In general, when transferring blocks, each broken down, discrete block 422 is in its entirety preferably written into a record in a manufacturer's table for firmware images. End devices 440 are configured to evaluate such blocks 422 to determine their discrete integrity by using their block level hashes. The end devices can also validate that such blocks 422 are assembled (that is, reassembled) into the correct order. Finally, each end device is able to evaluate the integrity of the overall image by evaluating the CRC (Cyclic Redundancy Check) or hash for the entire image.

Prior basic process for transferring firmware image blocks 422 involved in part functionality that is similar to that used for reading data from meters. A broadcast containing the image blocks 422 was sent to meters 440. Meters 440 indicated whether they had successfully received the image blocks 422. Meters that don't respond are retried in a recovery process to make up for any failures. Because of the critical nature of firmware images, and the large number of blocks involved, some additional control and feedback mechanisms may be desired in some instances, to logistically handle the volume of traffic.

Managing the transport of firmware blocks 422 in an environment which encounters or involves unreliable media becomes critical when transferring firmware images. When transferring blocks across an RF LAN, for example, it is relatively likely that at least one node within a given cell will fail to successfully receive a block. Such circumstances have been addressed in two manners. First, it was important that blocks be able to be transmitted and received in any order. Second, depending on the practical reliability of the underlying network, it may have been practiced to broadcast a given block several times before resorting to point-to-point transfers of image blocks.

With further reference to FIG. 3, a firmware download process begins with the Collection Engine 412 sending out a broadcast message to all target nodes, calling a manufacturer's stored procedure or writing to a manufacturer's table in the device. In such context, a target node may correspond to an end device such as meter 448, cell relay 430, or meters 440 including representative meters 442, 444, and 446. Such command indicates to the device the number of firmware blocks it should expect to receive, and that it should now be in firmware download mode.

When in such firmware download mode, the device will report the number of blocks it has successfully received as part of any daily read requests. Additionally, being placed in firmware download mode resets to zero a block counter of such device. Moreover, the command includes instructions to the end devices indicating that no direct acknowledgements on the part of the meters should be made. Rather, devices acknowledge such command by reporting their success count as part of the next interrogation cycle.

Collection Engine 412 is responsible for evaluating, based on the presence of the firmware block success count, whether all of the targeted nodes have successfully entered firmware download mode. Nodes that have not switched to firmware download mode eventually are then individually contacted by the Collection Engine 412.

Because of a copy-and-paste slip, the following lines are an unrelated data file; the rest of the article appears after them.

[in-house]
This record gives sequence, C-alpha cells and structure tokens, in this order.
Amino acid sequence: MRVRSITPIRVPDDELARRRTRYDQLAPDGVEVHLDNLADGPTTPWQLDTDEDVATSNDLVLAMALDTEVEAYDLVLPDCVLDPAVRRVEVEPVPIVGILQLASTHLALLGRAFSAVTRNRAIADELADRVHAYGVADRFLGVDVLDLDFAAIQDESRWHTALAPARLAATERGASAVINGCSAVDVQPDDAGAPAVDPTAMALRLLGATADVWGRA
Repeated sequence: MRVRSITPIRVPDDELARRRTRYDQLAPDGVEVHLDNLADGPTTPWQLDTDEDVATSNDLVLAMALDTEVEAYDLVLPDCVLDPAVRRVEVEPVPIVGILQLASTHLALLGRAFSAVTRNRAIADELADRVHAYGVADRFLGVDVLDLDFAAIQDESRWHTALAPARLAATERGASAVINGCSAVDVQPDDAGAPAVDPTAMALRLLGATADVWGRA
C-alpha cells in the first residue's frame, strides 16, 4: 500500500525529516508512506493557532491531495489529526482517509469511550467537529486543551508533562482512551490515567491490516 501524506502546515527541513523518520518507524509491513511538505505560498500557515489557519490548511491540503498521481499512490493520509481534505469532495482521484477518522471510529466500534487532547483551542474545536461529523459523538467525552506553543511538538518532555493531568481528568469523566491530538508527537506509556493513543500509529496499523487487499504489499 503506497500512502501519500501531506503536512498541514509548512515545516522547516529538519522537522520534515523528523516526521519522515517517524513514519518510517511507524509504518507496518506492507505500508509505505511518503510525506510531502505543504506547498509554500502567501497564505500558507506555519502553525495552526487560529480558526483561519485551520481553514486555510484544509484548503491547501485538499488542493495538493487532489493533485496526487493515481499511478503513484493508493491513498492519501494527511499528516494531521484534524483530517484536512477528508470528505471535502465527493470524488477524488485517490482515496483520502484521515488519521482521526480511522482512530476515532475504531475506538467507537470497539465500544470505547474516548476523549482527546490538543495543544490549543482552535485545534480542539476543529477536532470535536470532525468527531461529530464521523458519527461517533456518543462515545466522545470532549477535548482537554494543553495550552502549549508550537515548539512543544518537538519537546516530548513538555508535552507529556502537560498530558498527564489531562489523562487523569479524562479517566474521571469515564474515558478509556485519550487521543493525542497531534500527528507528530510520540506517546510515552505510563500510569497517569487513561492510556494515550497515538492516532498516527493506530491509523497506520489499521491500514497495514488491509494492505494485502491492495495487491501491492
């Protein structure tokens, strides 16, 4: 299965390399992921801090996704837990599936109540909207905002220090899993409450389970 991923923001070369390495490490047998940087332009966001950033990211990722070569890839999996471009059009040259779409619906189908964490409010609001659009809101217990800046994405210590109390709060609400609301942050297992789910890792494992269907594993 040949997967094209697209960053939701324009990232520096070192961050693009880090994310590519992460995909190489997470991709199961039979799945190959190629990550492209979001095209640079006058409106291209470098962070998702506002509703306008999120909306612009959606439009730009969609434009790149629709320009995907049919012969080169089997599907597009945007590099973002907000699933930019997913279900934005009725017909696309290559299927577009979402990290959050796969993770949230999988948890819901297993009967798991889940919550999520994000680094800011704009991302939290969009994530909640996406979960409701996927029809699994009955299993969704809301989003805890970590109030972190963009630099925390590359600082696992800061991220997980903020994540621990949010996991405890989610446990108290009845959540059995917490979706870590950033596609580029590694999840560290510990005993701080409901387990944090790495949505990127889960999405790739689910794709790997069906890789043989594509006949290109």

Once the target nodes are in firmware download mode, Collection Engine 412 will begin broadcasting firmware blocks 422 to the target nodes 440. As an alternative to transmission of the firmware blocks 422 exclusively by Collection Engine 412, it may be desirable to transfer the firmware image 410 to the cell relays 430 and then send a command to instruct them to broadcast the firmware image 410 within their respective cell. Such alternative method would be one approach to reducing public carrier back-haul costs and to allowing cell relays to better manage bandwidth within their cells.

Completion of the broadcast transfers is a process that may take several days, or even weeks, depending on whether it is being done in conjunction with other operations. In any event, after such completion, Collection Engine 412 begins evaluating the block success count of each of the target nodes. When a node has a complete set of blocks, it will record a special event in the meter history log indicating such successful completion. Most nodes should have a complete set of blocks once the broadcast transfers are complete. Nodes that are still missing blocks will need to have them transferred point-to-point. Nodes that have excessive missing blocks after the broadcast process is complete may be flagged for possible maintenance or replacement as being potentially defective.

To facilitate point-to-point transfers, Collection Engine 412 will call a second stored procedure in the device. Such second procedure, a manufacturer's stored procedure, will provide a list of missing blocks, by block number. In an exemplary embodiment, the block list will include a predetermined maximum number of blocks, and a status byte indicating whether there is more than the predetermined number of blocks missing. For example, the predetermined maximum number of blocks may be set to twenty blocks. In using such exemplary method, most meters will receive all blocks and will not need to report on individual blocks; however, those meters that are missing blocks can be interrogated for a manifest of what they still require.